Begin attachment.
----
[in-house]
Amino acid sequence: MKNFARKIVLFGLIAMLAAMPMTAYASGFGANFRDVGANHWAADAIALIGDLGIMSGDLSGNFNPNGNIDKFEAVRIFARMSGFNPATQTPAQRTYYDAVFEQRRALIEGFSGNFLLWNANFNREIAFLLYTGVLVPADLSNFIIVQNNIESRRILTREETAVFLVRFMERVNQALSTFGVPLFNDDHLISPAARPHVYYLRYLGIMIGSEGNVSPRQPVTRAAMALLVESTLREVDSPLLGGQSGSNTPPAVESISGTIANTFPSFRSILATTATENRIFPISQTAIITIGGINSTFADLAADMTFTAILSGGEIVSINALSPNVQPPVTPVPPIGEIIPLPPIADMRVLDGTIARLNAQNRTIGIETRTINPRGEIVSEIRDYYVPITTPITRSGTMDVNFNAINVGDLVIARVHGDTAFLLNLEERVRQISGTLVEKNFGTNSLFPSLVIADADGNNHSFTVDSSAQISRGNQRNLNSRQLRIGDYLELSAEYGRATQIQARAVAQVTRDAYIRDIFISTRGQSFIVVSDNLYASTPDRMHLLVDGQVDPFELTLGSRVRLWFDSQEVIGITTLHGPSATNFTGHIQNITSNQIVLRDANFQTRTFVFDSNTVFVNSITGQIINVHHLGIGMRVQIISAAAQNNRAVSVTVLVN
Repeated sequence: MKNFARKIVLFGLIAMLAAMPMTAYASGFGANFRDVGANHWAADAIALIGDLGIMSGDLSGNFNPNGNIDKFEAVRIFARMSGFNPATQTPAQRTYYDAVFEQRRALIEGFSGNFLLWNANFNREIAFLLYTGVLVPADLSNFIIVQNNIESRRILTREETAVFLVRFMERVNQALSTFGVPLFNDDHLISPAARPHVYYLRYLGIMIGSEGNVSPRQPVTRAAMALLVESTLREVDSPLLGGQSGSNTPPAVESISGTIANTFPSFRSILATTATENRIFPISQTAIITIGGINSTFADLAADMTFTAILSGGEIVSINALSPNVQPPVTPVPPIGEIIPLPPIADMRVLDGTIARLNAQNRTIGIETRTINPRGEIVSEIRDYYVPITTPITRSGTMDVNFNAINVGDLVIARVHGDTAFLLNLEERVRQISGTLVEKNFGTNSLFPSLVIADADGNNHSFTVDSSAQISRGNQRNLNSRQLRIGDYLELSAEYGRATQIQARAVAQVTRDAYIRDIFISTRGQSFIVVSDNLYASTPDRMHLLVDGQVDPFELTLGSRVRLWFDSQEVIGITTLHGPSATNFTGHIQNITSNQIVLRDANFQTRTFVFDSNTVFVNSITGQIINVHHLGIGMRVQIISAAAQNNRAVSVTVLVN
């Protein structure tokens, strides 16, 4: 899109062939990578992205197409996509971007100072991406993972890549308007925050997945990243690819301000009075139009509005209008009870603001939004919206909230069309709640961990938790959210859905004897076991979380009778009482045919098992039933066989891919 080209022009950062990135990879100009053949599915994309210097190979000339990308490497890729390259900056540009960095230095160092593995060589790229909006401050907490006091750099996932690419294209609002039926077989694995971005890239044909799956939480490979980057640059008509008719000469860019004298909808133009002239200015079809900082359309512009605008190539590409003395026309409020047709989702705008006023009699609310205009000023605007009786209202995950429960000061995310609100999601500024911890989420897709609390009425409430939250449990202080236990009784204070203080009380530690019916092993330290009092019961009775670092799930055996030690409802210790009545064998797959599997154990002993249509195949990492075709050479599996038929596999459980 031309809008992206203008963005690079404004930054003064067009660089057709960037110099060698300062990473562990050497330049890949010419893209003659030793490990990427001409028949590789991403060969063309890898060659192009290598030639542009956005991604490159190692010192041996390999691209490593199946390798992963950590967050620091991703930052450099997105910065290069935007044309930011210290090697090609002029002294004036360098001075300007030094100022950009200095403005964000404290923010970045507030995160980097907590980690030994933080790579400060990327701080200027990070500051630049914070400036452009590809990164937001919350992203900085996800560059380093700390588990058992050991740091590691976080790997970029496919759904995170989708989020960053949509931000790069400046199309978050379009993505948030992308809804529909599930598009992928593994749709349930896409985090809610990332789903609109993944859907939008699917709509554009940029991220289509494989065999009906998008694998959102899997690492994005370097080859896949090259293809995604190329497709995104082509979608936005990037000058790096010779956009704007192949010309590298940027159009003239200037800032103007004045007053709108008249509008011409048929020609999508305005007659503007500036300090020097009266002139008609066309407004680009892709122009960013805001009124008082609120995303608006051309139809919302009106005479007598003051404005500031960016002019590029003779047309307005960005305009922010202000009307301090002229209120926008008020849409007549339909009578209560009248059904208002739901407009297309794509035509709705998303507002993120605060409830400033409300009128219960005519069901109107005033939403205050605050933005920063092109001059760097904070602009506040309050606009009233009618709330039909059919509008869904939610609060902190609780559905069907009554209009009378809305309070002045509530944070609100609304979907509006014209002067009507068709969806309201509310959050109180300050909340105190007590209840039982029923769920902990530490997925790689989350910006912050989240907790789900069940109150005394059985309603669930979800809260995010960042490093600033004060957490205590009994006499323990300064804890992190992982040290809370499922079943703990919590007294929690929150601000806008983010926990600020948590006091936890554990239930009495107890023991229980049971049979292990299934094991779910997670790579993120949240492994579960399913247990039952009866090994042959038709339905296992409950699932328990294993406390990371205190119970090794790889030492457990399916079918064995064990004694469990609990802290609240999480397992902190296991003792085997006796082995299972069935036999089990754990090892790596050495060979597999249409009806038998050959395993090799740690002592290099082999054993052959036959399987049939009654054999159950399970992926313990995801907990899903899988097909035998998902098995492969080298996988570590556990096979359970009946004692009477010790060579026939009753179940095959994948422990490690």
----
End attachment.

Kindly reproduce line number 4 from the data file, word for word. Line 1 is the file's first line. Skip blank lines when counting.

């Protein structure tokens, strides 16, 4: 899109062939990578992205197409996509971007100072991406993972890549308007925050997945990243690819301000009075139009509005209008009870603001939004919206909230069309709640961990938790959210859905004897076991979380009778009482045919098992039933066989891919 080209022009950062990135990879100009053949599915994309210097190979000339990308490497890729390259900056540009960095230095160092593995060589790229909006401050907490006091750099996932690419294209609002039926077989694995971005890239044909799956939480490979980057640059008509008719000469860019004298909808133009002239200015079809900082359309512009605008190539590409003395026309409020047709989702705008006023009699609310205009000023605007009786209202995950429960000061995310609100999601500024911890989420897709609390009425409430939250449990202080236990009784204070203080009380530690019916092993330290009092019961009775670092799930055996030690409802210790009545064998797959599997154990002993249509195949990492075709050479599996038929596999459980 031309809008992206203008963005690079404004930054003064067009660089057709960037110099060698300062990473562990050497330049890949010419893209003659030793490990990427001409028949590789991403060969063309890898060659192009290598030639542009956005991604490159190692010192041996390999691209490593199946390798992963950590967050620091991703930052450099997105910065290069935007044309930011210290090697090609002029002294004036360098001075300007030094100022950009200095403005964000404290923010970045507030995160980097907590980690030994933080790579400060990327701080200027990070500051630049914070400036452009590809990164937001919350992203900085996800560059380093700390588990058992050991740091590691976080790997970029496919759904995170989708989020960053949509931000790069400046199309978050379009993505948030992308809804529909599930598009992928593994749709349930896409985090809610990332789903609109993944859907939008699917709509554009940029991220289509494989065999009906998008694998959102899997690492994005370097080859896949090259293809995604190329497709995104082509979608936005990037000058790096010779956009704007192949010309590298940027159009003239200037800032103007004045007053709108008249509008011409048929020609999508305005007659503007500036300090020097009266002139008609066309407004680009892709122009960013805001009124008082609120995303608006051309139809919302009106005479007598003051404005500031960016002019590029003779047309307005960005305009922010202000009307301090002229209120926008008020849409007549339909009578209560009248059904208002739901407009297309794509035509709705998303507002993120605060409830400033409300009128219960005519069901109107005033939403205050605050933005920063092109001059760097904070602009506040309050606009009233009618709330039909059919509008869904939610609060902190609780559905069907009554209009009378809305309070002045509530944070609100609304979907509006014209002067009507068709969806309201509310959050109180300050909340105190007590209840039982029923769920902990530490997925790689989350910006912050989240907790789900069940109150005394059985309603669930979800809260995010960042490093600033004060957490205590009994006499323990300064804890992190992982040290809370499922079943703990919590007294929690929150601000806008983010926990600020948590006091936890554990239930009495107890023991229980049971049979292990299934094991779910997670790579993120949240492994579960399913247990039952009866090994042959038709339905296992409950699932328990294993406390990371205190119970090794790889030492457990399916079918064995064990004694469990609990802290609240999480397992902190296991003792085997006796082995299972069935036999089990754990090892790596050495060979597999249409009806038998050959395993090799740690002592290099082999054993052959036959399987049939009654054999159950399970992926313990995801907990899903899988097909035998998902098995492969080298996988570590556990096979359970009946004692009477010790060579026939009753179940095959994948422990490690």